Older and wiser, Monica returns
By John Cloud
February 1, 1999
Monica Lewinsky has always been a stranger to her generation. She has seemed lovestruck, needy, pitiable--never hip or even comprehensible. After all, what self-respecting twentysomething would want to be a White House bureaucrat, or hang with Mom all the time, or lust after a golf-playing, Kenny G.-listening fiftysomething with a taste for giving cheesy gifts?
But recently, even as she was preparing for this week's videotaped deposition in the impeachment trial, Lewinsky has started to act her age. She reportedly has a boyfriend, a guy who works at an indie-film studio. She got a phat 4x4 to cruise around in. Her book will be out soon. At a Manhattan party in December, according to gossip queen Liz Smith, she even sang along with the hottest track in underground clubland, a new remix of the '80s hit Tainted Love. It's a perfect anthem for her, now that she's over Clinton, focusing less on that awful Linda Tripp and getting rock-star-worthy hounding from reporters.
Sometimes I feel I've got to run away...to get away.
The public scrutiny hasn't been this intense since the first weeks of the scandal. Some of it isn't so bad. When she walked into a Los Angeles haunt, Lewinsky got a chorus of cheers. And it's common for people to stop, stare and offer unsolicited advice. But friends say the relentless paparazzi make her crazy. On Jan. 15 the New York Post ran an investigative report on Lewinsky's "chocoholic chow-down" the day before. Complete with unflattering photos of the "portly pepperpot," as the paper called her, the story detailed her order (a vanilla cupcake, a slice of chocolate-mousse cake and so on) and quoted a bakery manager: "She ate it all--every drop, every little crumb. She eats a lot."Ouch.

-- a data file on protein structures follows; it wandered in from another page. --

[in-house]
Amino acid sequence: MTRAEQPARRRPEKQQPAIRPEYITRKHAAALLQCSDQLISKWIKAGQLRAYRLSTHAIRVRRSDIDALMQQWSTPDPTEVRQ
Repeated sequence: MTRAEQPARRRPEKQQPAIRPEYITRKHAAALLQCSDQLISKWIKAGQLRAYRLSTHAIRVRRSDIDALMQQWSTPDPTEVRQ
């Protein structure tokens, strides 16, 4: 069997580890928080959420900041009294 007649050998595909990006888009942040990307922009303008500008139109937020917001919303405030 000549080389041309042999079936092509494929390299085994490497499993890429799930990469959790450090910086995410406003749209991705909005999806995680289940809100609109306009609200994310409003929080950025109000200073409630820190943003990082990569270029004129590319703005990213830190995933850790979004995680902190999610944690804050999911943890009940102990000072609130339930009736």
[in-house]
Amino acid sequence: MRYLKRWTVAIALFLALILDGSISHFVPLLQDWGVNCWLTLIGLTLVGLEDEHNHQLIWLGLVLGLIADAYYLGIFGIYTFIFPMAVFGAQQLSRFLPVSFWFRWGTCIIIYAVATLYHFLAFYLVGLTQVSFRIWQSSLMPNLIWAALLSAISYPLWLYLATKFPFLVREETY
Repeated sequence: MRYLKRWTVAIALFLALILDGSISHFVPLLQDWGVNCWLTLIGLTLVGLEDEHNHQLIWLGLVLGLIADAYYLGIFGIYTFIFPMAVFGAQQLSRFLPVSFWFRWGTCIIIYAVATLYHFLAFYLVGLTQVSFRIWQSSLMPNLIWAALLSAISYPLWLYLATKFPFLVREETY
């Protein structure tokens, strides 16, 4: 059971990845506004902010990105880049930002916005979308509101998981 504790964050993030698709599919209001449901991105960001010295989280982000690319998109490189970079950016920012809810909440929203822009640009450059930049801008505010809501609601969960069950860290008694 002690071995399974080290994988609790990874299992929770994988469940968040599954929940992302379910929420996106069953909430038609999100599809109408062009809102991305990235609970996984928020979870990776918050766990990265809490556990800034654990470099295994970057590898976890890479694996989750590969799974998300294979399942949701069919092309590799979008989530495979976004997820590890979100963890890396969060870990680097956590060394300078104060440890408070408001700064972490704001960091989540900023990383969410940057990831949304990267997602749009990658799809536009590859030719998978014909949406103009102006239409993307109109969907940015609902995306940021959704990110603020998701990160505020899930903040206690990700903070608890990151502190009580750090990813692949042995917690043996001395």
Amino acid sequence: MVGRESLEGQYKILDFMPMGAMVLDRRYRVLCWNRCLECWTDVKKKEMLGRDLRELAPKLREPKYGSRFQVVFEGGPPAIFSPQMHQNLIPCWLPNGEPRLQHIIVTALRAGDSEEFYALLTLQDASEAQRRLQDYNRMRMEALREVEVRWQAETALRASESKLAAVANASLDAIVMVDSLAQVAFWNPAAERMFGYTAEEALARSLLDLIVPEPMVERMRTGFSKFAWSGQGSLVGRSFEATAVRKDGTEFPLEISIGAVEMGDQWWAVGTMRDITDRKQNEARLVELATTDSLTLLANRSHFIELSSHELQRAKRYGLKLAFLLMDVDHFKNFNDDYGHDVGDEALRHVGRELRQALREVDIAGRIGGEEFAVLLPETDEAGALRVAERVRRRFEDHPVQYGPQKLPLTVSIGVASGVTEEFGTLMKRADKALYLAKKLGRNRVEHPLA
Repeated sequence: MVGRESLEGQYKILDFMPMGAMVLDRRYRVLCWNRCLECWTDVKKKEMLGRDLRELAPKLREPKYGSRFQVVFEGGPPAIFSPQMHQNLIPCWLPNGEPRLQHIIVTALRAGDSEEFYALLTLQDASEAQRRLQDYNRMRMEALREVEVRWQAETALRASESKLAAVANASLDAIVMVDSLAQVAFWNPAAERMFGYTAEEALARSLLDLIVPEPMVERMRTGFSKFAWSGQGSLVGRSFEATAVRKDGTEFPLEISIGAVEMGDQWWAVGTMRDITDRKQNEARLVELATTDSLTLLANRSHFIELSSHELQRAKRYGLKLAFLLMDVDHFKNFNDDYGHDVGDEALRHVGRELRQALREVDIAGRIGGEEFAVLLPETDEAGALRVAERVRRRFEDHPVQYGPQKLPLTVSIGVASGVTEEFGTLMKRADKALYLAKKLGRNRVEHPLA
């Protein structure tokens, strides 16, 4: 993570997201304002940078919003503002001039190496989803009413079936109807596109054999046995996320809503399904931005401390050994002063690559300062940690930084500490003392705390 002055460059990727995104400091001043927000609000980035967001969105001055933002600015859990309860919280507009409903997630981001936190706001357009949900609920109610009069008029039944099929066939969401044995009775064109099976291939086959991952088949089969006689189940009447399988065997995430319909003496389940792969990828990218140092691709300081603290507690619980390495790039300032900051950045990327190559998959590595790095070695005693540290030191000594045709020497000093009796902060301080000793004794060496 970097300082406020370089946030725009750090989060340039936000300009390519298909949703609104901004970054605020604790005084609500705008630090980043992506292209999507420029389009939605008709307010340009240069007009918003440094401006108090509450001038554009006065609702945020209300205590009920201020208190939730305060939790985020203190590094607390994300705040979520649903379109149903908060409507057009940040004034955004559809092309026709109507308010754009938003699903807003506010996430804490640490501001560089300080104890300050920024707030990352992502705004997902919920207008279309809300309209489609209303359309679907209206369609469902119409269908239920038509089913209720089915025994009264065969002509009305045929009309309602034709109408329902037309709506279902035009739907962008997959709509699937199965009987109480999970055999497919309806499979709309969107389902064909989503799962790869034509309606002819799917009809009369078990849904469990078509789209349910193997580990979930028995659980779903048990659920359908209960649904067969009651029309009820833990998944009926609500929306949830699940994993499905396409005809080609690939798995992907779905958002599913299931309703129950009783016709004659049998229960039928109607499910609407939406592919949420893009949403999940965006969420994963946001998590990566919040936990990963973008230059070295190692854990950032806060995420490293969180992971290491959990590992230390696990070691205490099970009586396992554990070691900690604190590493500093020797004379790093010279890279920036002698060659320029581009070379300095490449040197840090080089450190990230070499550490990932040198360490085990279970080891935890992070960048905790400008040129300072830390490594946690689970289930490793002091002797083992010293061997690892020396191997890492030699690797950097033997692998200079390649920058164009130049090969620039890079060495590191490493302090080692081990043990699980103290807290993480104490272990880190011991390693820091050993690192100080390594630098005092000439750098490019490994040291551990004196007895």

The love we share seems to go nowhere... Once I ran to you/ Now I run from you.
Lewinsky used to crave the Washington insider's life. Now she has moved into her own place in L.A. and started building a life of her own--or she had before the House managers came calling. "She was off doing her own thing," a companion told TIME. Then she "suddenly gets dragged back in. It's like she has no control over her life."
During her January trip to Washington to meet the managers, the national press made the New York Post look timid. One gang tried to rent the Mayflower Hotel room next to the suite where the managers interviewed her. Police used high-tech devices to keep anyone from eavesdropping. Then a group of photographers tore down a curtain to get a clear shot through a window Lewinsky was supposed to pass. Even the stately New York Times reported the contents of her breakfast and the fact that she cried herself to sleep the night before.
I toss and turn/ I can't sleep at night...oh, tainted love, tainted love.
Lewinsky is trying to regain control. Last week her lawyers asked a judge to free her from Kenneth Starr's gag rule so she could go on TV for a ritual cleansing administered by Barbara Walters. MTV's Carson Daly would have been a much cooler choice.
--By John Cloud. Reported by John Dickerson and Michael Weisskopf/Washington
MORE TIME STORIES:
Cover Date: February 8, 1998
Fasten your seat belts
Older and wiser, Monica returns
Driven to distraction
The year of living foolishly